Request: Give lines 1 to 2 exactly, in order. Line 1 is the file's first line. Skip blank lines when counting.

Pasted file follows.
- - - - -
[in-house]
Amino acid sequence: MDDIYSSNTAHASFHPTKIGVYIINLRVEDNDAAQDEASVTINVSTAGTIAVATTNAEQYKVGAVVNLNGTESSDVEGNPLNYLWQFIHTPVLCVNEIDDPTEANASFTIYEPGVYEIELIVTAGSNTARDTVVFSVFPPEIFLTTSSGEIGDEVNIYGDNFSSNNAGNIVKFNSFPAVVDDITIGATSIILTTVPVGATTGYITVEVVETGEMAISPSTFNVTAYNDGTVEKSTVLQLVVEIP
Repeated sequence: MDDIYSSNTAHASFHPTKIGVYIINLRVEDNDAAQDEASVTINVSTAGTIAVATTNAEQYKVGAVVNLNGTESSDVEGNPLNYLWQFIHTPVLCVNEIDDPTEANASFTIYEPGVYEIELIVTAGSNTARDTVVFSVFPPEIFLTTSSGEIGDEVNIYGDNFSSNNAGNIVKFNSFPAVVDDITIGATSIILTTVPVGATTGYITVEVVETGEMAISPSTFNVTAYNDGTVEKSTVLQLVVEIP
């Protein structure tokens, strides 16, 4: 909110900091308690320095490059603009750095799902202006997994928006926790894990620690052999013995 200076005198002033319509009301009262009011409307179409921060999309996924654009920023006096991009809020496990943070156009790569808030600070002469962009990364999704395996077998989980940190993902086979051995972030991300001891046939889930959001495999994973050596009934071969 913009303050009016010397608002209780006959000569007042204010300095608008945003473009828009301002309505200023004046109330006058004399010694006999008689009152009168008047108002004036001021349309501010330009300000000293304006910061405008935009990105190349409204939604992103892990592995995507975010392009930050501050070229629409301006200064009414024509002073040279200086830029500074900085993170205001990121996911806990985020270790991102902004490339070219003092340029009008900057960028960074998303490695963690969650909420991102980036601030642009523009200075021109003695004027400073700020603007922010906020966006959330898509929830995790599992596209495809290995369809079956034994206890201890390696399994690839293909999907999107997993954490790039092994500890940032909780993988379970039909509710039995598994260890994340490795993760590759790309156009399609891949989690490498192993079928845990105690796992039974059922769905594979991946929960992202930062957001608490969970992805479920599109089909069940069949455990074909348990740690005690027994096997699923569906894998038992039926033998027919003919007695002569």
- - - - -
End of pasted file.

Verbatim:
[in-house]
Amino acid sequence: MDDIYSSNTAHASFHPTKIGVYIINLRVEDNDAAQDEASVTINVSTAGTIAVATTNAEQYKVGAVVNLNGTESSDVEGNPLNYLWQFIHTPVLCVNEIDDPTEANASFTIYEPGVYEIELIVTAGSNTARDTVVFSVFPPEIFLTTSSGEIGDEVNIYGDNFSSNNAGNIVKFNSFPAVVDDITIGATSIILTTVPVGATTGYITVEVVETGEMAISPSTFNVTAYNDGTVEKSTVLQLVVEIP